Liquid Silver Books, $4.75, ISBN 1-59578-259-1
Fantasy Romance, 2006
I have to hand it to Darragha Foster – she writes stories with premises that would make an editor run out of her office screaming in frustration. The heroine of Death Warmed Over, the second book in the author’s series Teaching Old Gods New Tricks, is Hel, the youngest of Loki’s three monstrous offsprings and the Queen of the Underworld according to Norse mythology. The right side of her form is that of a young and very beautiful woman while the left side of her form is that of a shriveled corpse that comes complete with Medusa-like snakes that pass for hair. Hel also smells of roses rotting over a grave. As another character would say, Hel’s ideal boyfriend should be blind and with a dodgy sense of smell. That or a fellow Norse God who is brave or foolish enough to love a woman that even Thor, the strongest god, fail to defeat in a bout of wrestling. No one, not even a god, can hope to defeat death, after all.
Alas, with the rise of modern religions and the decline of the worship of the Norse gods, these gods are forced to retire and live among mortals. Hel is the last to leave her divinity behind, for she has to stay behind and oversee the reincarnation of the many souls in the Underworld before the new gods boot her out of her office. Now, she has to relinquish her throne and walk the mortal world. Her destination? New Mexico, where many of her fellow Norse gods are enjoying the hospitality of a renovated and refurbished Valhalla currently managed by Heimdall, the god that was supposed to watch over Bifrost the rainbow bridge and sound the horn to signal the end of the world, and his human wife.
Hel’s father, Loki, once upon a time caused the death of the god Baldur. It’s a long story; let’s just say that Baldur’s mother Frigg had made nearly every thing on earth promise never to hurt the beautiful Baldur. The mistletoe is the only thing that does not make this promise. Since Baldur cannot be killed by pretty much everything, the Norse gods entertain themselves by throwing things at Baldur like they are all William Tell wannabes. Loki places a mistletoe branch in the hand of Baldur’s blind brother Hodur and encourages poor Hodur to take aim and… oops.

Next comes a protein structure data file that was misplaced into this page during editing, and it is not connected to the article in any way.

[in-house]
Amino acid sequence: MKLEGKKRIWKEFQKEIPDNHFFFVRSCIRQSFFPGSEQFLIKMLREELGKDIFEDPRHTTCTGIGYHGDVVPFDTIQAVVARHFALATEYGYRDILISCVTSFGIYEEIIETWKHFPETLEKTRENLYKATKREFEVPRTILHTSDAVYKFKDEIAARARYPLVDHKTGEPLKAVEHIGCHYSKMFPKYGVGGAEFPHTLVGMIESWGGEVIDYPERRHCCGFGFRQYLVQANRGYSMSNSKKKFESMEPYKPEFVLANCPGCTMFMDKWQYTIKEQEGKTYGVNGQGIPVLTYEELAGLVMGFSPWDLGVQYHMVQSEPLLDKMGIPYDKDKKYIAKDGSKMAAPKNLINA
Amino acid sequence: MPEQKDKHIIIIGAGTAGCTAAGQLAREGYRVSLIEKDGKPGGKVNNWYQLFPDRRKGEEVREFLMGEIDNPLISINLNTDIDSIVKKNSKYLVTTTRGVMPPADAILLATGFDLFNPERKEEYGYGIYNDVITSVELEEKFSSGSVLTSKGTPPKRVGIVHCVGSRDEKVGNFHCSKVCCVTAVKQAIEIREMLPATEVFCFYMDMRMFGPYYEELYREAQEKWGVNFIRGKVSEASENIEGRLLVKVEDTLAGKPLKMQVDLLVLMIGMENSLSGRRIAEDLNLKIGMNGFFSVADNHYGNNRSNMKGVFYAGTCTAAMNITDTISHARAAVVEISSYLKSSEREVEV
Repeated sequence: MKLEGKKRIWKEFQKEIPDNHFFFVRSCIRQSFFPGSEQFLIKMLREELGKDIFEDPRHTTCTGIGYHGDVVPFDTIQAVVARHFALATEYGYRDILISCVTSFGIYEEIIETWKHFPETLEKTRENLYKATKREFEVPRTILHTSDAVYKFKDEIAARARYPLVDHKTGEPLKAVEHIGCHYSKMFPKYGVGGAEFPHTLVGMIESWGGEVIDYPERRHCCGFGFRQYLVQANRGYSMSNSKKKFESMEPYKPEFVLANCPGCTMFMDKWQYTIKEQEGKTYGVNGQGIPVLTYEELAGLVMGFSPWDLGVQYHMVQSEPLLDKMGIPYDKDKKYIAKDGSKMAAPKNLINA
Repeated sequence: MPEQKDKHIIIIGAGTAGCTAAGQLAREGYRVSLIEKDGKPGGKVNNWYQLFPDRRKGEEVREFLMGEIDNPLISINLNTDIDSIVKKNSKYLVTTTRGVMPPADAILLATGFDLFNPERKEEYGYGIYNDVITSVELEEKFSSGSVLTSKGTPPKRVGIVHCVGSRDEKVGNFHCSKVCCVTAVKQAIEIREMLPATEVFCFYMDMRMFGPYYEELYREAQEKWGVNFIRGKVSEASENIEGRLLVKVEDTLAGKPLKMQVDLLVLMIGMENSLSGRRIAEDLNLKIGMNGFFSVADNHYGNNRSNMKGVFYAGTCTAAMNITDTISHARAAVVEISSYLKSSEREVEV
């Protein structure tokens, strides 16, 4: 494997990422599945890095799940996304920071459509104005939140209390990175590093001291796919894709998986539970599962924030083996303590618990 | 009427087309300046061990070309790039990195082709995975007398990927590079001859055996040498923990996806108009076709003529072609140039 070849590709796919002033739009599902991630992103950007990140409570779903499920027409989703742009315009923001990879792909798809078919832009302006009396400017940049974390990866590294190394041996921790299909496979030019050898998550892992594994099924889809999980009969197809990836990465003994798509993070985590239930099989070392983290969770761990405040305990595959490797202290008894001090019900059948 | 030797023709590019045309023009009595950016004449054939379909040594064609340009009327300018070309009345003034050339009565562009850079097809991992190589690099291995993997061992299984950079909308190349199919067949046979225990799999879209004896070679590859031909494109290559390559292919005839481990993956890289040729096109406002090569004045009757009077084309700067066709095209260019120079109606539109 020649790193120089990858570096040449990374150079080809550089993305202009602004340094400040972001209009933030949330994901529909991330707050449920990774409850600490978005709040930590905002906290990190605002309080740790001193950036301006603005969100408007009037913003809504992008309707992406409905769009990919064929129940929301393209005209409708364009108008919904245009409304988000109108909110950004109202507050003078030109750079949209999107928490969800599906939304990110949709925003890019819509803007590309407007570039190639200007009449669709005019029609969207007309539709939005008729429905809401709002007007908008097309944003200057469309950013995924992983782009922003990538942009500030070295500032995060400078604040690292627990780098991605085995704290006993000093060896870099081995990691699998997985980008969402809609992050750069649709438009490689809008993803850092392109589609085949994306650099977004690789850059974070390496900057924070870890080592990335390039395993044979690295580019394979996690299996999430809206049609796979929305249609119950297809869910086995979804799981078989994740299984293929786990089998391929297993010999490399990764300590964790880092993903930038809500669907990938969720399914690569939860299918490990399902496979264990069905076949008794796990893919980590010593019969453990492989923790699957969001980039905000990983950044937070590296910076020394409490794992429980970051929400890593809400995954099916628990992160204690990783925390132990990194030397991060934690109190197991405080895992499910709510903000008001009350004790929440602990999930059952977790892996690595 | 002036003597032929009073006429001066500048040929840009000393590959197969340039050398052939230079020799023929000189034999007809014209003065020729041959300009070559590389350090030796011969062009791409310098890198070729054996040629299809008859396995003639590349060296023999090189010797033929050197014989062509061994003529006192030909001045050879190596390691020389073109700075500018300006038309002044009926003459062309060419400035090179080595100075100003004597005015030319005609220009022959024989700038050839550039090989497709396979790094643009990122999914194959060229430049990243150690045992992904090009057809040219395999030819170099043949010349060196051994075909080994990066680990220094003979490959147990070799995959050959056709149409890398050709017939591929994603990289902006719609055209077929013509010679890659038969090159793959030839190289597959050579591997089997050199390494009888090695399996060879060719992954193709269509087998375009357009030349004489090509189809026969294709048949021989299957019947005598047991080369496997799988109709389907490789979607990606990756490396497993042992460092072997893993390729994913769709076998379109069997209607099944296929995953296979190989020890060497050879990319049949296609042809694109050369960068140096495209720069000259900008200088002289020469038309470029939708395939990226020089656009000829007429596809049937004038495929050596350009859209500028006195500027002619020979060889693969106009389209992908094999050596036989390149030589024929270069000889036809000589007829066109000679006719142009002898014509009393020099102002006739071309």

During this time, the messenger god Hermod and Hel are happily shagging, with Hel experiencing the joys of the flesh for the first time. Hel blames herself as well as Hodur for Baldur’s death, reasoning that her loss of control in Hermod’s embrace leads to her inability to… er, do something, I suppose. This is the main issue standing between Hel and the hero of this story, Hodur, as they meet again in the New Mexico Valhalla, where Hel is now the new employee and Hodur the latest guest to arrive.
The premise of Death Warmed Over sounds really good, doesn’t it? I really love how Ms Foster takes a particular aspect of Norse mythology and uses it to create an interesting setting for her story. And the heroine! And what an interesting heroine Hel promises to be.
Unfortunately, this one soon becomes a very disappointingly mundane story. After the build-up about Hel’s dual visage of beauty and hideousness and how she wants a lover who will accept her for what she is – both her beautiful and hideous aspects of her appearance – the author does a copping-out of stunningly awful proportions by having Hel turning into a completely whole beautiful woman with perky breasts just in time for Hodur’s appearance in this story. All that build-up about Hel’s snake hair and the waft of rotting roses constantly emanating from her form – gone, to be replaced by a typically beautiful heroine. All that build-up about conflicts are also evaporated when it becomes clear that Hodur, for some reason, never holds any grudge against Hel or Loki for the death of his brother. So there is really no conflict here other than the presence of a crazy guy who wants Hel to love her and be his spouse as he uses her to ascend to godhood himself.